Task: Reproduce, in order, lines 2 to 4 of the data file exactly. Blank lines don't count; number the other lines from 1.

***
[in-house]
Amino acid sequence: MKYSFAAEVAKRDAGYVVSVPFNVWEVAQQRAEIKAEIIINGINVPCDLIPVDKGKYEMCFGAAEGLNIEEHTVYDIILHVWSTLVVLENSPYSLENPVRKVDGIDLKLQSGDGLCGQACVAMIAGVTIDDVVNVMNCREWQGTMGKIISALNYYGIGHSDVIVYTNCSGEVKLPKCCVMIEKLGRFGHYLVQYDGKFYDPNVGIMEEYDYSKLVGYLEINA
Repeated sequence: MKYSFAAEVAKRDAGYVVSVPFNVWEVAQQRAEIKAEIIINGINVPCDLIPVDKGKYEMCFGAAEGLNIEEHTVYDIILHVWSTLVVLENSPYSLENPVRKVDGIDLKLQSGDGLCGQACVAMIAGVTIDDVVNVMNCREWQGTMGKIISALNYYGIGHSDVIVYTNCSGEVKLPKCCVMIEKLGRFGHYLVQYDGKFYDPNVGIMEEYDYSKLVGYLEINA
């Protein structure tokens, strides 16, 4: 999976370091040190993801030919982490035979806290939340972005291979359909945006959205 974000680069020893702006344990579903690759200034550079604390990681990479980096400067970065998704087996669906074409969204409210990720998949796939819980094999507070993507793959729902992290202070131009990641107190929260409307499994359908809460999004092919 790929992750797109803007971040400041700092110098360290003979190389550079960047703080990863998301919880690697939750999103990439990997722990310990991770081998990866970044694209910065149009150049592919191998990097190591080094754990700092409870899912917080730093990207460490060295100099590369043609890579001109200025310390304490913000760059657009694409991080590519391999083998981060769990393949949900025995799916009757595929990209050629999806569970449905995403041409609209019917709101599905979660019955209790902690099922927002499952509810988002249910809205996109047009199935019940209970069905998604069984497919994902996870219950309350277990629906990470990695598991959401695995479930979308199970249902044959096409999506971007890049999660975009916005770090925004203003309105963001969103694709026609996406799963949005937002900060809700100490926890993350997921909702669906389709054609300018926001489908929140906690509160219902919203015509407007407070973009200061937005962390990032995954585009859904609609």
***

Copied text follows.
Amino acid sequence: MKYSFAAEVAKRDAGYVVSVPFNVWEVAQQRAEIKAEIIINGINVPCDLIPVDKGKYEMCFGAAEGLNIEEHTVYDIILHVWSTLVVLENSPYSLENPVRKVDGIDLKLQSGDGLCGQACVAMIAGVTIDDVVNVMNCREWQGTMGKIISALNYYGIGHSDVIVYTNCSGEVKLPKCCVMIEKLGRFGHYLVQYDGKFYDPNVGIMEEYDYSKLVGYLEINA
Repeated sequence: MKYSFAAEVAKRDAGYVVSVPFNVWEVAQQRAEIKAEIIINGINVPCDLIPVDKGKYEMCFGAAEGLNIEEHTVYDIILHVWSTLVVLENSPYSLENPVRKVDGIDLKLQSGDGLCGQACVAMIAGVTIDDVVNVMNCREWQGTMGKIISALNYYGIGHSDVIVYTNCSGEVKLPKCCVMIEKLGRFGHYLVQYDGKFYDPNVGIMEEYDYSKLVGYLEINA
């Protein structure tokens, strides 16, 4: 999976370091040190993801030919982490035979806290939340972005291979359909945006959205 974000680069020893702006344990579903690759200034550079604390990681990479980096400067970065998704087996669906074409969204409210990720998949796939819980094999507070993507793959729902992290202070131009990641107190929260409307499994359908809460999004092919 790929992750797109803007971040400041700092110098360290003979190389550079960047703080990863998301919880690697939750999103990439990997722990310990991770081998990866970044694209910065149009150049592919191998990097190591080094754990700092409870899912917080730093990207460490060295100099590369043609890579001109200025310390304490913000760059657009694409991080590519391999083998981060769990393949949900025995799916009757595929990209050629999806569970449905995403041409609209019917709101599905979660019955209790902690099922927002499952509810988002249910809205996109047009199935019940209970069905998604069984497919994902996870219950309350277990629906990470990695598991959401695995479930979308199970249902044959096409999506971007890049999660975009916005770090925004203003309105963001969103694709026609996406799963949005937002900060809700100490926890993350997921909702669906389709054609300018926001489908929140906690509160219902919203015509407007407070973009200061937005962390990032995954585009859904609609």